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Resident training in facial plastic and reconstructive surgery is comprehensive; hands-on experience in cosmetic and reconstructive aspects is supplemented by didactic lectures given by the Facial Plastic and Reconstructive Surgery faculty. Exposure to cosmetic procedures is extensive, as over 100 rhinoplasties are performed per year, as well as many blepharoplasties, endoscopic brow lifts and facelifts. Common minimally invasive techniques include injection of Botox® and facial fillers. Residents also have the opportunity to perform aesthetic laser procedures such as hair removal, treatment of veins and irregular pigmentation, and skin resurfacing. We have an aesthetic minor surgery suite, photography suite and an aesthetic staff. The reconstructive experience is likewise broad and comprehensive. The in-depth training experience in maxillofacial trauma includes endoscopic fracture repair techniques. Trauma call alternates on a daily basis with Plastic Surgery. State-of-the-art trauma care is provided at our Level I center and residents have ample opportunities to attend the annual plating workshop. The Head and Neck Reconstruction Team performs 70 to 80 microvascular free flaps annually in addition to a large number of local and regional flap procedures for minor and major head and neck defects. Experience in local flap reconstruction of Mohs defects is extensive as is experience in facial reanimation and microtia repair. A microvascular animal laboratory is available for resident training in microvascular techniques. Both cosmetic and reconstructive procedures are performed at VAMC, KUMC and at KU MedWest Ambulatory Surgery Center. The VAMC experience offers additional exposure to facial reconstruction.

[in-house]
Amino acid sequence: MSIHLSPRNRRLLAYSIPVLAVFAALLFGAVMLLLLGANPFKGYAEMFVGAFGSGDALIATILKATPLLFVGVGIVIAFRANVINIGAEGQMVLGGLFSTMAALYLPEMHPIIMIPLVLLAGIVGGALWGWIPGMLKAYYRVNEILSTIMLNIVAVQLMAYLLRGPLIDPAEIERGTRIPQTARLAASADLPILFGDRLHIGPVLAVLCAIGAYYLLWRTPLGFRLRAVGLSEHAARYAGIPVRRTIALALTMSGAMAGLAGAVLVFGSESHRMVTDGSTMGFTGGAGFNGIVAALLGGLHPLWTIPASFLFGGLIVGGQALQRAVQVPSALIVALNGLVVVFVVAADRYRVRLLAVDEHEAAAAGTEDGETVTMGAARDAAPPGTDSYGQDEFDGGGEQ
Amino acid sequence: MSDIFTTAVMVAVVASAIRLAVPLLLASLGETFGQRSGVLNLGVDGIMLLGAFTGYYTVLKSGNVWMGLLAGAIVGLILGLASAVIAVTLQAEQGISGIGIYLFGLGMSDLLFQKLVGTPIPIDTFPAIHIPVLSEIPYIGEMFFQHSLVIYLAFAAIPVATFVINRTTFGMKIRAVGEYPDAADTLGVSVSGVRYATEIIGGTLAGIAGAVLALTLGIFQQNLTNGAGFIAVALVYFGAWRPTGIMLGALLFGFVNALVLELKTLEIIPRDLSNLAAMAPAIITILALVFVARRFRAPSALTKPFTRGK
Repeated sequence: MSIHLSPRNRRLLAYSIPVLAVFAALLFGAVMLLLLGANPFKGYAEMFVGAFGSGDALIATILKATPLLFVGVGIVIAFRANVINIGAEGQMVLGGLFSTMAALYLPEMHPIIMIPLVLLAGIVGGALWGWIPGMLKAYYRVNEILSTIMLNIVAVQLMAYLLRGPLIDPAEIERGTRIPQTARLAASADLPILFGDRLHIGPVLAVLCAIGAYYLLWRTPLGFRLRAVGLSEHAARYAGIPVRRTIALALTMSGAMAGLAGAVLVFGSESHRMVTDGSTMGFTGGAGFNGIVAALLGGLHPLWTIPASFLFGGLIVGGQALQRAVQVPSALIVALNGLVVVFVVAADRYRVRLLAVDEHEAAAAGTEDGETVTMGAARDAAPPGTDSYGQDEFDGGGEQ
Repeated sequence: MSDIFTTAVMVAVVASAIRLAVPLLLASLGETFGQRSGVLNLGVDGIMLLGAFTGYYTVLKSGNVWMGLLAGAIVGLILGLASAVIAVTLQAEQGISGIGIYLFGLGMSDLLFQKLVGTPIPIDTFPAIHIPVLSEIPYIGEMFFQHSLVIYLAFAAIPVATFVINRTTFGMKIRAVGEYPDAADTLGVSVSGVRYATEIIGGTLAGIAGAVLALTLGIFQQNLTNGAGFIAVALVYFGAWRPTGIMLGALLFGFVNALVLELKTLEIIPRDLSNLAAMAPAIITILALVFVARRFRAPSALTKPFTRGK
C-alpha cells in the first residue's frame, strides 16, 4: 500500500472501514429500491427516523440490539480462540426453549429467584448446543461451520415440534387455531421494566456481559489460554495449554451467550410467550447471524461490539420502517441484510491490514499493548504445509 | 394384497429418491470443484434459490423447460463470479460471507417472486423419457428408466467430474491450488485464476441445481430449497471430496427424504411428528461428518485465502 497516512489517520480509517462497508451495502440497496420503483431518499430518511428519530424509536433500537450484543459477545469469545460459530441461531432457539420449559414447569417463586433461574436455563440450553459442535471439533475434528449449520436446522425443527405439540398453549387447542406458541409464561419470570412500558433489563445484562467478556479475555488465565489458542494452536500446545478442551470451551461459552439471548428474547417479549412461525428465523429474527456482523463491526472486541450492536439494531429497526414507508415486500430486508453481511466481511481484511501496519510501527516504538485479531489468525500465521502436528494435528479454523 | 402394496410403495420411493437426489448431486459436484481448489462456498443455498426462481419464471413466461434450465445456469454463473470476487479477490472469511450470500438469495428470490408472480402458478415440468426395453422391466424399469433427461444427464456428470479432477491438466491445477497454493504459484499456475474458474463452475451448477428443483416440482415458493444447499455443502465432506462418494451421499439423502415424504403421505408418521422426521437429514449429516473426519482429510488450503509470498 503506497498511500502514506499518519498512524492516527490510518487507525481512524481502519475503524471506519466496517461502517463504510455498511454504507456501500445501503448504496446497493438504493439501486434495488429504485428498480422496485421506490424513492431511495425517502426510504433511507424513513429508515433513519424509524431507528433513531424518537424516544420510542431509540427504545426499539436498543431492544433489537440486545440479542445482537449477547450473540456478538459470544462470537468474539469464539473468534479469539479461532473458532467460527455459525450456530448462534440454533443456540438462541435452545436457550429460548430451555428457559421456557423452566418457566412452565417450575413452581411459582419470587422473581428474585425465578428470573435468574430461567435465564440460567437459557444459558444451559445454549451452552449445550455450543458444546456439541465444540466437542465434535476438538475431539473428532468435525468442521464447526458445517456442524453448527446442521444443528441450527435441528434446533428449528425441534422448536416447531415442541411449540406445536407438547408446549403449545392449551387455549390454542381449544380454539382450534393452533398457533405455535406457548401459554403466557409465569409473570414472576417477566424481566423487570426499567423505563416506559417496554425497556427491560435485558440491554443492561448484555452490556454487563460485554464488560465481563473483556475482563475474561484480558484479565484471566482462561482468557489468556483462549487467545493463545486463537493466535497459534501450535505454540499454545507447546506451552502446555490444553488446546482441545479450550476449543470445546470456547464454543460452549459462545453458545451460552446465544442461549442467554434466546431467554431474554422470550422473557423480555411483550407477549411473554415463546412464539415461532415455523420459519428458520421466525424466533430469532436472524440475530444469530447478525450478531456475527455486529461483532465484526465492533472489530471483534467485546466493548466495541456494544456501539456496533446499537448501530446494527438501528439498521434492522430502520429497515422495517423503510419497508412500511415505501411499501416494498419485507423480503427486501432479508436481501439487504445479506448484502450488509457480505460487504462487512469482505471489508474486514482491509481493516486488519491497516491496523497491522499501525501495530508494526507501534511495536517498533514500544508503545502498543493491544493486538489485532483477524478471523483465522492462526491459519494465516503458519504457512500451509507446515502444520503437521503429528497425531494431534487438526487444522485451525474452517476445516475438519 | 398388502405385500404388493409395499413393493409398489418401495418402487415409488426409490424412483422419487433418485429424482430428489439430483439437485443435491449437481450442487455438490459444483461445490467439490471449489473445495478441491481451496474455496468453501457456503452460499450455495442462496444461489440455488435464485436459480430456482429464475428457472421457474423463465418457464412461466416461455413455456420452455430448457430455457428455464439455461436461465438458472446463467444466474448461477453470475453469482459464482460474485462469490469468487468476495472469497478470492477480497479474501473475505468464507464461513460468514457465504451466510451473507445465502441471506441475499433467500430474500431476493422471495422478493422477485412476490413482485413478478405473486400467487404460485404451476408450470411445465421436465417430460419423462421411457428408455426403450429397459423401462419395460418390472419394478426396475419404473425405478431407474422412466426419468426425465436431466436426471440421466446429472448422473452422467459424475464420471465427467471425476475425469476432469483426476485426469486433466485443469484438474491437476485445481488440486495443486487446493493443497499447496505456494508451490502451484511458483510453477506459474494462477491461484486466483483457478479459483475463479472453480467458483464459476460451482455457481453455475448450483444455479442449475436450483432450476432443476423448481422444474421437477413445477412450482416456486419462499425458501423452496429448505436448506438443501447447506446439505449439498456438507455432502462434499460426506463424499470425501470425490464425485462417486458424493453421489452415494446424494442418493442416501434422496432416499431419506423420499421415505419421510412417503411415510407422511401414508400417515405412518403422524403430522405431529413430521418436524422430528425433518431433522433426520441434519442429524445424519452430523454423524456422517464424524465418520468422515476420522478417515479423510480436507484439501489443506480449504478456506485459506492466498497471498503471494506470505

[University of Kansas Facial Plastic and Reconstructive Surgery website]
The Department of Otolaryngology-Head and Neck Surgery at The University of Kansas has an active program in Head and Neck Surgery and Skull Base Surgery, whose patient accruement area includes all of Kansas and part of western Missouri. All patients are presented prospectively at the multidisciplinary, bi-weekly Head and Neck Surgery Tumor Board in order to obtain a consensus opinion on treatment. A multidisciplinary Thyroid Tumor Board is held monthly to discuss new thyroid malignancy patients.
With microvascular reconstruction expertise within the OTOHNS, head and neck oncologic procedures are performed concurrently with reconstructive procedures; thereby shortening patients' anesthetic time and increasing Operating Room efficiency. Training in transfacial and endoscopic surgical approaches to the skull base, endoscopic diverticulectomy, and minimally invasive thyroid/parathyroid surgery is also extensive. This experience at KUMC is supplemented by extensive head and neck experience at Veterans Administration Medical Center and Truman Medical Center and staffed by the same faculty.
The Skull Base Surgery Team works closely with the Head and Neck Surgery Reconstruction Team, as well as with faculty in the Departments of Neurosurgery and Ophthalmology, to provide surgical treatment to anterior, middle, and posterior fossa neoplasms. An active Interventional Radiology division also provides angiographic and endovascular procedure support to the Skull Base Surgery Team. This is supplemented by extensive intra-operative experience with the Xomed Evolution stereotactic surgical guidance system.